Workplace: Cubicle Care – the People

Last week, the physical spaces of cubicle care were addressed. This week let’s address caring for people – ourselves and others – in the cubicle world.

Cubicle workspaces were meant to save space and create more collaborative work environments. In some cases, collaborative productivity results. In most offices, I’ve heard more complaints about cubicle work than I have heard celebrations.

Here are some cubicle care tips for people-care.


  • Wear earbuds as fitting. Music. White noise. Sounds that allow you to stay focused on the work and projects at hand.
  • Remove the guest chair. Doing so keeps others from coming in; sitting down; and taking you off-task. Some people pile projects in guest chairs to prevent people from sitting down.
  • Remove the candy-jar from your desk. If you experience too many interruptions, remove the candy. If you enjoy being the stop-by and visit desk, keep the candy-jar.
  • Post a sign to alert others what you have going on: editing; on-deadline; on a conference call; or a message that politely says: “don’t interrupt me.”


  • Group your questions. Gather your questions, schedule a time to ask them. In my twenties, as a task-focused employee, I wanted information as quickly as possible. However, my need for information became an interruption to others (per my supervisor). So, I learned to be more mindful of others’ time and to ask for their available time to meet and collect the needed information for completion of my work assignments.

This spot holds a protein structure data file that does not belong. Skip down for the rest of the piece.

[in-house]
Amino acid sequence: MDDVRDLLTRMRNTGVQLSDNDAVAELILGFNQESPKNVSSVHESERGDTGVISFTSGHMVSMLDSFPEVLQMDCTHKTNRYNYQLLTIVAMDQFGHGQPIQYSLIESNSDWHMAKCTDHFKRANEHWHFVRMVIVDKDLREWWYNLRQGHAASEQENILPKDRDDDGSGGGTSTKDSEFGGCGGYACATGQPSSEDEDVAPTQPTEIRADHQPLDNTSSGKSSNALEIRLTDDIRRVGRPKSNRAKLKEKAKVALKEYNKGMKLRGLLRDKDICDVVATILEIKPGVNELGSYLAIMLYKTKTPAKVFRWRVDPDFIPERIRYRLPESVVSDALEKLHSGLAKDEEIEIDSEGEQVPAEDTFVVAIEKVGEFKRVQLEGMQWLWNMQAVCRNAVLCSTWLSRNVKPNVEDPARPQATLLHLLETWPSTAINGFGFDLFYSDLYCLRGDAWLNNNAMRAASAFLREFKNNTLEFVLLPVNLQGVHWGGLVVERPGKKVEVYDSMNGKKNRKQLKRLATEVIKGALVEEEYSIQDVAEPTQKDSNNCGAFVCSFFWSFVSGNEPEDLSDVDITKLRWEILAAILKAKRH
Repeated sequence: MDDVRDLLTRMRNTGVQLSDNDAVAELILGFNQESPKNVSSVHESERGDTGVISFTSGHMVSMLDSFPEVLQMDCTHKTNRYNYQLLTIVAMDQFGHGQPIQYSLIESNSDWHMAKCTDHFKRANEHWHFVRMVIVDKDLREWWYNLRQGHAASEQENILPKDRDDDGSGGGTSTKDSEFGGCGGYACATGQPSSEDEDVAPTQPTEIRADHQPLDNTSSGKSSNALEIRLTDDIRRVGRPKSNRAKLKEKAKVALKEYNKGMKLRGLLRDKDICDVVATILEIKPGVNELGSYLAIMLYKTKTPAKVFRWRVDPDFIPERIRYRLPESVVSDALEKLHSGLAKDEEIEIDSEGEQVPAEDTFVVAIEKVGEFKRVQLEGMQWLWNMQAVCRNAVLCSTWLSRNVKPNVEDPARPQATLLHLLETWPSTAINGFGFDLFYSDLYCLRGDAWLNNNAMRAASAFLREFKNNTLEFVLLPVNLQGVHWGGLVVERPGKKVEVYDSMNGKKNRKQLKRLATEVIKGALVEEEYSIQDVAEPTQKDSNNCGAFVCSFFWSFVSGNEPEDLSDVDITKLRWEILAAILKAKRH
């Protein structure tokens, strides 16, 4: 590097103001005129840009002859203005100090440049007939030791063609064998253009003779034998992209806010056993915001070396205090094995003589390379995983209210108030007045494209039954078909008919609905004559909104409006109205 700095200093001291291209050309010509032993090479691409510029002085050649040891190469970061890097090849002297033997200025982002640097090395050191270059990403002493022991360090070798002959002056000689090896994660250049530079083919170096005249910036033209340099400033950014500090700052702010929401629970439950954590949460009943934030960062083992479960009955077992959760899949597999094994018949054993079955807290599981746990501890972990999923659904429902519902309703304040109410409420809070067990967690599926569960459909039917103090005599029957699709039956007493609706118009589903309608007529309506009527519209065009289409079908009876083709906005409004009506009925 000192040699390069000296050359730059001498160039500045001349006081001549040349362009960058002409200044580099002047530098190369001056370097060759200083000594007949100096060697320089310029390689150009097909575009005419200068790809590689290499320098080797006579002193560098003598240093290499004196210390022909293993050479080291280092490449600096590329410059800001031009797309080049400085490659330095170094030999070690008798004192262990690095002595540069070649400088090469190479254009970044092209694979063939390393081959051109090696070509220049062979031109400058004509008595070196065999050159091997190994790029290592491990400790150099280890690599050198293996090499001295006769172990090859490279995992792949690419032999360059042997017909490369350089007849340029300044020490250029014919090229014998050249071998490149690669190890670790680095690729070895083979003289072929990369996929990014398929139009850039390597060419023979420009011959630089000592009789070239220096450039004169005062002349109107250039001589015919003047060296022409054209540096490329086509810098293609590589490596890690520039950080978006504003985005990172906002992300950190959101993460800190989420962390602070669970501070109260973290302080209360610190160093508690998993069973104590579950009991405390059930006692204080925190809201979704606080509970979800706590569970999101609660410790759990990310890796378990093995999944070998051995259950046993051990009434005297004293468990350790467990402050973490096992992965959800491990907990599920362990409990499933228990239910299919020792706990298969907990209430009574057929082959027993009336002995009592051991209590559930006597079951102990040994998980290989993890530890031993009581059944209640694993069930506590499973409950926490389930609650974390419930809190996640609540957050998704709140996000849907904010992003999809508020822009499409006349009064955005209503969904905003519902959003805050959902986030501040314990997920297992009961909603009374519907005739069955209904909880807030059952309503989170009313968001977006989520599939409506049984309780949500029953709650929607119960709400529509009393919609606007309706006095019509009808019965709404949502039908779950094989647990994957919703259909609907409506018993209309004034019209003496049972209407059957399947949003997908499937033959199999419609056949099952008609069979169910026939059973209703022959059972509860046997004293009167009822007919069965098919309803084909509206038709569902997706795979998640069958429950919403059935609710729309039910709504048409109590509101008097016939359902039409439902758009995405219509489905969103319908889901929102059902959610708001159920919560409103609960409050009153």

• Time mindfulness – length of time. Two minutes is long enough to socially connect and move back to the task at hand. Less than two minutes is even better. Practice question-asking and presentations with a timer to learn how much you can share/ask in two minutes (a lot!).
  • Time mindfulness – time of day. Morning is best for some. Afternoon is best for others. Figure out what time of day is best for interacting with each of your co-workers. They will appreciate it and you will more likely get better information and input.

What can you do for yourself and others to make the people-care in cubicle care more effective?

Workplace: Managing the moments of our day-to-day business lives takes work. Together, let’s explore    what issues and activities affect us every day (or some days) that we go to work. – Jana

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